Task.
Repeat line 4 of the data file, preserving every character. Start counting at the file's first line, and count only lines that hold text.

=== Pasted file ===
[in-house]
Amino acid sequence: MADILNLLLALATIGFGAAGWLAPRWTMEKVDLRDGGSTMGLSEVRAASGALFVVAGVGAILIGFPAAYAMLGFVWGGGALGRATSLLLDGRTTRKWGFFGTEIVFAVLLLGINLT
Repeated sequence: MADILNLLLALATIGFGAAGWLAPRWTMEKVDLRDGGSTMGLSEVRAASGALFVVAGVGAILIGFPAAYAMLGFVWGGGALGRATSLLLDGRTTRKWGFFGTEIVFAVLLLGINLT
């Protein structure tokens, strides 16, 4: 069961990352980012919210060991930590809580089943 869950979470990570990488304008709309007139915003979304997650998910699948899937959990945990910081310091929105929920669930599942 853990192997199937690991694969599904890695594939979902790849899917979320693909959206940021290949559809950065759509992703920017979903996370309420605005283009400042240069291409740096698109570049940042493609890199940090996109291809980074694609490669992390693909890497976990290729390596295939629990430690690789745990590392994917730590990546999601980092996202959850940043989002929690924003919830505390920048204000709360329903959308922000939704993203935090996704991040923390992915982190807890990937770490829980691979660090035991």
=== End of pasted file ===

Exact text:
């Protein structure tokens, strides 16, 4: 069961990352980012919210060991930590809580089943 869950979470990570990488304008709309007139915003979304997650998910699948899937959990945990910081310091929105929920669930599942 853990192997199937690991694969599904890695594939979902790849899917979320693909959206940021290949559809950065759509992703920017979903996370309420605005283009400042240069291409740096698109570049940042493609890199940090996109291809980074694609490669992390693909890497976990290729390596295939629990430690690789745990590392994917730590990546999601980092996202959850940043989002929690924003919830505390920048204000709360329903959308922000939704993203935090996704991040923390992915982190807890990937770490829980691979660090035991």